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Mock Interviews Can Help Secure the Job

Successful Interviewing Requires Practice, Practice, Practice


As the recruiting season is ramping up for students graduating next spring, I’ve begun finding myself doing a number of mock interviews to help students as they prepare to meet employers. My mantra for making an interview successful has always been practice, practice, practice. I think most people realize that saying the first thing that comes into your mind may work ok in social situations but can be quite deadly when engaged in an actual interview for a real full-time job.

This article was inspired by a student I worked with this week. “Joe” actually contacted the Career Development Office several weeks ago about doing a mock interview; but with Thanksgiving break and travel, we actually could not get together to meet until the very day just before the interview. When he came into my office my initial first impression was that he was a very bright student who will be very successful once he lands a job. Since first impressions are such an important part of the interviewing process, I initially thought that he would have absolutely no problem conducting a successful interview. All the nonverbal cues were positive – firm handshake, direct eye contact, and erect but not stiff posture as he set himself down in the chair.

Then we began the interview and oh boy did I immediately find out that I was wrong. The very first question, “Please tell me about yourself”, went right downhill in a landslide. I was a direct witness to his discomfort and he then proceeded to tell me that he was very nervous. After squirming in his chair a little, he started listing all of his previous internships and jobs as he read them directly off his resume. Usually I wait until the end of a mock interview to critique; but in this case, I knew I had to do some serious coaching to help him be successful in his interview that was taking place the very next day.

Although I did tell him that it was ok to refer to his resume, he did not want to appear that he was reading it like a book while answering the interviewer’s questions. I let him know that we wanted to keep his answers focused on his skills and accomplishments but that it was also important with this question to let a little bit of his personality shine through. Initially he had a hard time figuring out what he should say and I realized he was really over thinking the process.

After much coaching he was able to answer the questions something like this, “I have always found myself very interested in numbers and found my math and accounting classes particularly easy in both high school and college. While many of my friends had difficulty mastering these courses, I was able grasp the concepts quickly and found that I really enjoyed the problem-solving process. In addition to math, I have found my college classes in philosophy and psychology particularly interesting as well.“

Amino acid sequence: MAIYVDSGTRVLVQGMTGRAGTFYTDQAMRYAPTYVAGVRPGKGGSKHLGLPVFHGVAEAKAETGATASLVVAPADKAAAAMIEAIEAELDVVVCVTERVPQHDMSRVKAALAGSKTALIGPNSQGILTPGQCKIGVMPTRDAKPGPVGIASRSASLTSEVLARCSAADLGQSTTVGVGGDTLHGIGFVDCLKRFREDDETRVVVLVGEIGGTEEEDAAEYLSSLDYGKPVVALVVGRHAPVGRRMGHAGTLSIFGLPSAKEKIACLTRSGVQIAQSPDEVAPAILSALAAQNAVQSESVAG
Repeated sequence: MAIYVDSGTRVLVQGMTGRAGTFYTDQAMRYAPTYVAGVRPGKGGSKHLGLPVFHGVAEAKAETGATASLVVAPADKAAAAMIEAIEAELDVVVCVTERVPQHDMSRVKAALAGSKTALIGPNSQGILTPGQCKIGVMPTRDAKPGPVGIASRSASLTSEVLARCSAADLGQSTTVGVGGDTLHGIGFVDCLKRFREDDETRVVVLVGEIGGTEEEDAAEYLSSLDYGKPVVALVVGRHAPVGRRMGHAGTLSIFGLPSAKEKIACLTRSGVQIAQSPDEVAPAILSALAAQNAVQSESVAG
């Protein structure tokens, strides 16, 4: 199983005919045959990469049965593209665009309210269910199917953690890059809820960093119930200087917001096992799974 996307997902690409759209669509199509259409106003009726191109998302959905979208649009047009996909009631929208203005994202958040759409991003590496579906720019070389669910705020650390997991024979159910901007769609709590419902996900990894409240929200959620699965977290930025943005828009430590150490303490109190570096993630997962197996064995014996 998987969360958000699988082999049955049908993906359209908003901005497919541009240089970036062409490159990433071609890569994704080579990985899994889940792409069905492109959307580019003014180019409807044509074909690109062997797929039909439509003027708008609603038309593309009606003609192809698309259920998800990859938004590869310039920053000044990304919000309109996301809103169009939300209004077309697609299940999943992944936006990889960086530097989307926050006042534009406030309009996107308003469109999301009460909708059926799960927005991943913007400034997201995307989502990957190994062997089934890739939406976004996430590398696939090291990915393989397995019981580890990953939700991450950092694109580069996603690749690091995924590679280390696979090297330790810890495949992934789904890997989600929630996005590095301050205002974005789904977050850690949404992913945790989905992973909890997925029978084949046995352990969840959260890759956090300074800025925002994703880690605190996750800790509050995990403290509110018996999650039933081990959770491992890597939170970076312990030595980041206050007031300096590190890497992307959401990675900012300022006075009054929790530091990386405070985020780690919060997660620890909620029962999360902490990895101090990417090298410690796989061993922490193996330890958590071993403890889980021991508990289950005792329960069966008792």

”One course that I found particularly interesting in college is my introductory business and management course where we the assignment was to work with a real company and help them to create a new business plan and strategize how to make the company more successful. The project culminated with a group presentation before several of the company’s executives. After I completed this course I was asked by a faculty member to become a coach for the class the following year. I find that I really enjoy working in a team environment but problem-solving independently motivates me as well. I have always been interested in sports and I was captain of my high school hockey and football team and have continued with hockey during my time in college. I find that the time I’ve participated in sports has really helped me to develop strong leadership skills and I enjoy the comraderie that the team environment offers as well. I consider myself to be very well-rounded and enjoy many interests which I believe will be a strong asset if I were to be selected for this position.”

Since the student was applying for a job in finance, what he decided to tell the employer were definitely the skills and accomplishments that an employer would want to know about a candidate when hiring someone in a position such as this.

It was as if a light had been switched on and surprisingly he ended up answering the remainder of the questions very confidently and to the point. One he found his momentum, he did great. He mentioned that he had practiced the same question the night before with a friend and that he froze much in the same way that he had in my office. After our mock interview he practiced one more time with a friend the night before the interview and today he came into the office and said he got the job.

Again I can’t stress enough the importance of practicing before an interview. Practicing with a friend or relative can be very helpful as well as making an appointment to do a mock interview with a career counselor in the Career Development Center at your college. Since many employers use behavioral interviewing questions over the course of the interview, it’s crucial that the answers to these questions be thought of prior to the interview. I thoroughly believe in the importance of practicing out loud even if it means being alone in a room and reading the questions to yourself and then answering them out loud.

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